Wednesday, February 5, 2014

DOAN & CARSTAIRS WEEK - DAY 3: Sally's in the Alley (1943)

Sally’s in the Alley is where the Doan & Carstairs series shifts into high gear.

In our heroes’ two earlier adventures, “Holocaust House” (HERE) and The Mouse in the Mountain (HERE), the author and supporting characters kept telling us that the amiable, harmless-looking, almost cherubic detective Doan was a wolf in sheep’s clothing, thoroughly unscrupulous and lightning with a gun. We got a glimpse or two of Doan’s true nature, but he kept it pretty well masked.

Carstairs, meanwhile, had some great scenes, but took a back seat to some of the less interesting members of the supporting cast. As one of the most unique characters in mystery fiction, he deserved more time on stage.

Sally’s in the Alley is the book where both Doan and Carstairs reach their full potential - and it’s a great mystery to boot.

It’s wartime, and Doan is hiding from responsibility in a fleabag hotel under the name H. Pocus. Federal agents track him down, and recruit - or more properly coerce - him into carrying out a vital mission in the Mojave Desert. A crusty old prospector, it seems, knows the location of a hidden ore deposit, and the government thinks Doan (with the persuasive powers of Carstairs) is just the guy to con the guy into revealing it. He’s to impersonate a Japanese spy and offer the old coot a fabulous sum of money.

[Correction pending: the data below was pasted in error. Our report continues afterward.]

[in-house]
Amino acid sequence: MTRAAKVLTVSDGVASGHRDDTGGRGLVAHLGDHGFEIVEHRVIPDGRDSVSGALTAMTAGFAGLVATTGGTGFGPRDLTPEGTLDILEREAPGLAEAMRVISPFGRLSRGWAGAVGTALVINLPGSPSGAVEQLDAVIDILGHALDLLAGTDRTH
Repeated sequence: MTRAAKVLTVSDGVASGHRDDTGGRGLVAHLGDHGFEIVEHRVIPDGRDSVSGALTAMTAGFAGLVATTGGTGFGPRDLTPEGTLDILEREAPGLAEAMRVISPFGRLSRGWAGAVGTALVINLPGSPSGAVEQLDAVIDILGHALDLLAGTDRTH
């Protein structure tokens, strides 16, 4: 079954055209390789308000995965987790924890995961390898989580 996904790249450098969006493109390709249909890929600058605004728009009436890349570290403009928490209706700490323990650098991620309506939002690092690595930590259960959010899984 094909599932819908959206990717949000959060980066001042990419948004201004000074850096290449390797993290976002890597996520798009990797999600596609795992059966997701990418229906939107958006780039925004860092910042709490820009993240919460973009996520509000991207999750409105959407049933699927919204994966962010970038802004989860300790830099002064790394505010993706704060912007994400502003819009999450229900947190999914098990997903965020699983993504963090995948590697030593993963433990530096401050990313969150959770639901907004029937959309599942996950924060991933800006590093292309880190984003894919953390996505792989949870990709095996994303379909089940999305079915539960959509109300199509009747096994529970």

First stop is a town called Heliotrope, on the California-Nevada border. Which state the town’s in is under dispute, because the place is so dangerous that neither state will claim it. Doan fits right in, of course. He checks into the local hotel under the name I. Doanwashi, and tells everyone he meets he’s a Japanese spy.

That’s when bodies start piling up, and those Doan doesn’t make himself he manages to pin on someone else. As usual, there are plenty of quirky characters, including a movie star named Susan Sally, who, contrary to the title, does not end up in an alley.

The Norbert Davis brand of humor is on display throughout, and here are three prime examples:

The three screen captures above are from the Kindle version of this book available free at You can get that HERE

Here's the lowdown on DOAN & CARSTAIRS Week:
MONDAY: "Holocaust House" (1940)  HERE.
TUESDAY: The Mouse in the Mountain (1943)  HERE
TODAY: Sally's in the Alley (1943)
THURSDAY: Oh, Murderer Mine (1946)
FRIDAY: The novelette most Doan & Carstairs fans have never seen: "Cry Murder!" (1944) Read the whole thing here.

"Never Say Die," a Norbert Davis story from Detective Fiction Weekly, appears HERE.
And you'll find "One Man Died," a Davis novelette from DFWHERE.


Rittster said...

I, at this moment, am shamefacedly caricaturing a Japanese: squinting, making buck teeth, and shouting, "I Doanwashi! I Doanwashi!"
As for Chapter 15, Hollywood has definitely gone downhill since then. I think what it needs is a good old fashioned dim-out, which of course precipitates a good old fashioned war--and being a resident of the place, I can almost say it would be worth it.

Great review!

Shay said...

I have to say that Doan came across as pretty lethal in 'Holocaust House.' In an off-hand sort of way but still pretty badass.